Family resources include a stable family life, intimacy with family, time for family and so on (Hobfoll, 2001), and people invest their resources in the family domain for one’s well-being. For instance, time shared with family members (e.g., watching TV together) can give one a sense of family life satisfaction (Rathi and Barath, 2013), and handling family-related issues well (e.g., fixing home furniture) may enhance one’s self-worth. However, WFC signifies decrease of resources allocated to the family domain. For instance, the time-based WFC conflict occurs when the time required by the family domain is occupied by work-related affairs. Thus, individuals experiencing WFC might lack the resources (e.g., time, energy, or emotion) to participate in family activities or responsibilities. Such negative social interactions with family may create a sense of threat to one’s self and a reduced sense of well-being. In addition, those hassled by WFC are prone to engage in family undermining behavior (e.g., displacing anger toward family members) (Wu et al., 2012), and these negative family related experiences may damage the self-worth and quality of family life for family members, and bring about a cold, unfriendly place without solidarity (Xin et al., 2018). It is thus clear that WFC experiences play an important role in ruining the home environment and then decrease one’s family satisfaction in the family domain. Based upon this, the following hypothesis is proposed:

H2 WFC negatively relates to family satisfaction.

WFC’s Mediating Role

Given that customer mistreatment may be positively associated with WFC in the stressor-strain relationship and that WFC may negatively relate to family satisfaction in the strain-outcome relationship from Koeske and Koeske’s (1993) SSO framework, WFC is thus expected to link customer mistreatment and family satisfaction. Hence, we hypothesize:

H3 WFC mediates the relationship between customer mistreatment and family satisfaction.

Psychological Detachment’s Moderating Role

Psychological detachment refers to the process of temporarily disconnecting oneself mentally or psychologically from work during after-work hours. For an individual, unwinding from work is an effective approach to buffer job stressors’ negative impacts (e.g., customer mistreatment) on the self (De Croon et al., 2004). Thus, to be psychologically detached from negative work experiences rather than to remain fixated on them during off-job time, may be an adaptive coping mechanism that helps one’s recovery from mistreatment-triggered fatigue and thus prevent its spill-over effects on one’s family domain.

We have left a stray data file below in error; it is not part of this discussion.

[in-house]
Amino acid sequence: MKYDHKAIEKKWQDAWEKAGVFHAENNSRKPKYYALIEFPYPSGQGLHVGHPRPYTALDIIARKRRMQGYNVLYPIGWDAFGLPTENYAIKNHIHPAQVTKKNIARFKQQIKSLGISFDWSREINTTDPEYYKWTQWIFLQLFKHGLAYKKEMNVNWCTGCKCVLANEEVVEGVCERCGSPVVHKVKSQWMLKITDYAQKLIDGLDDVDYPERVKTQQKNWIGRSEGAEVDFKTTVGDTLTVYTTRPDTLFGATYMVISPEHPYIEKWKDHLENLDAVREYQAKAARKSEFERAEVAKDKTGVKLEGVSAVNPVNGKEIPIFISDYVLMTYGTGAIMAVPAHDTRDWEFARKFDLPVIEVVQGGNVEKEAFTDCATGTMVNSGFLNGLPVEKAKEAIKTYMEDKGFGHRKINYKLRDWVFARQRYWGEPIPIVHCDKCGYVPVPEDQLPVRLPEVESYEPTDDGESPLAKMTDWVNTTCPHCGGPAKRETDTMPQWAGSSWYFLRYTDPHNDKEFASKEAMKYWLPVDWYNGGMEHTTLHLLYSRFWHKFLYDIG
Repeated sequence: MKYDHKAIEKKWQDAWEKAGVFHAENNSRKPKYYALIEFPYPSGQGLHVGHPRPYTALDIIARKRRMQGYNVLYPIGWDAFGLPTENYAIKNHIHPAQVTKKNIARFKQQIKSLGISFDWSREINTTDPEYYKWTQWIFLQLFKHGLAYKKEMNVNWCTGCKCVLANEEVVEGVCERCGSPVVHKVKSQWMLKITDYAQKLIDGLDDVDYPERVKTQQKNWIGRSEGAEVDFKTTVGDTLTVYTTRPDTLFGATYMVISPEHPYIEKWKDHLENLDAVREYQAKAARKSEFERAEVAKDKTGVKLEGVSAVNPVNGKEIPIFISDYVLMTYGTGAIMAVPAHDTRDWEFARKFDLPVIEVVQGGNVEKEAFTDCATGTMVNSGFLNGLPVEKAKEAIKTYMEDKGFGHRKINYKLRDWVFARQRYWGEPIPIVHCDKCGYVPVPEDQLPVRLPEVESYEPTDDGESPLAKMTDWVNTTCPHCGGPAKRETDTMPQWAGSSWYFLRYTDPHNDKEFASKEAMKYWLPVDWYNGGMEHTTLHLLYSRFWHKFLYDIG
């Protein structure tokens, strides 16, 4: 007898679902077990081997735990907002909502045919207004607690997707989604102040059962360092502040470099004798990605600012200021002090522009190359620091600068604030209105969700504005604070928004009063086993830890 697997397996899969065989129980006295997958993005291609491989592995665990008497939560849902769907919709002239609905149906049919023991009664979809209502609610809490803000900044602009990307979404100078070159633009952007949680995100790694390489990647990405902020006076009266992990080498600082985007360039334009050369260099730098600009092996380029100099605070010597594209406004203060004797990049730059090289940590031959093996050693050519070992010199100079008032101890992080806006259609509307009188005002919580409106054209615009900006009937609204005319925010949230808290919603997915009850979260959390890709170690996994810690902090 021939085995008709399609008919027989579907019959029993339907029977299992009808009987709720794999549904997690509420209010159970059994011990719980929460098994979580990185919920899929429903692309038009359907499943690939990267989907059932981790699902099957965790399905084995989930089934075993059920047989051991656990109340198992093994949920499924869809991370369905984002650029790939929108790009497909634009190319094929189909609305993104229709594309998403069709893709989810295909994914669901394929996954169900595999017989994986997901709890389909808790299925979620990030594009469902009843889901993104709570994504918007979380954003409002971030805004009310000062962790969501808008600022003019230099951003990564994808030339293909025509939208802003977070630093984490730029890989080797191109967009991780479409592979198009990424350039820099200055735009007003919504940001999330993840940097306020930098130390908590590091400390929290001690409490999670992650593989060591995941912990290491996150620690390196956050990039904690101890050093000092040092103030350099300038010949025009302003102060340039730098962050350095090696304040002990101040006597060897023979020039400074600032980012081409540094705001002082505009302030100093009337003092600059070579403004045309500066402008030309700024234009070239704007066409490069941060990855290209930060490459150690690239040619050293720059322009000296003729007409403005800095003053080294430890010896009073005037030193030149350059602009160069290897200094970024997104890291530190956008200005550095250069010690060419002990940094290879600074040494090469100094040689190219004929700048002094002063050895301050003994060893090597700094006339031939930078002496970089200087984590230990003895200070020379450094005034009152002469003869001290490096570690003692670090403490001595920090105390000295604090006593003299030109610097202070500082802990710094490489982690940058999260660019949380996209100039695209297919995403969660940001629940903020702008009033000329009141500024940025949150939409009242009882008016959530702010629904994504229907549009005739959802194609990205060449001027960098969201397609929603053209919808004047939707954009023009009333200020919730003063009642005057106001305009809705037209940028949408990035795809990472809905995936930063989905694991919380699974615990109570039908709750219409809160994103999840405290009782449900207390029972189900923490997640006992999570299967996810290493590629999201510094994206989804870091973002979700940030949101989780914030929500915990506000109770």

Psychological detachment may affect employees’ reactions to customer mistreatment, and it can be explained from the resource point of view. Detachment during non-work time means that one will not think about work during non-work time, and thus job stressors (i.e., customer mistreatment) that individuals encounter in the workplace cease to impact on them during off-work time. For instance, Sonnentag and Fritz (2007) argued that being away from the negative work situations can protect one from being influenced by additional job demands. For individuals of high psychological detachment, the duration of customer mistreatment will not be prolonged beyond the work-time boundary, and then its initial negative effects on the family domain are less likely to be lengthened. As such, the further loss of one’s personal resources resulting from customer mistreatment may be prevented. Conversely, individuals who lack psychological detachment tend to ruminate on the negative job experiences for an extended period of time (e.g., the time at home), and job stressors (i.e., customer mistreatment) then continue to deplete their resources (normally intended for family life) after regular work hours, thus engendering more WFC. Besides, the positive state of mind that psychological detachment brings can conserve one’s existing internal resources such as energy and confidence (Sonnentag and Fritz, 2007). Specifically, a positive state of mind enables individuals to be engaged in happy family activities (seeing movies with family members) that might offer them resources (e.g., affective resources). Sonnentag et al. (2008b) also argued that psychological detachment from work during off-job time is an effective way to help one to build up personal resources such as energy and emotion. That is, the individuals with high levels of psychological detachment that can conserve and even supplement resources, and they thus are less likely to experience WFC. Based upon this, we hypothesize: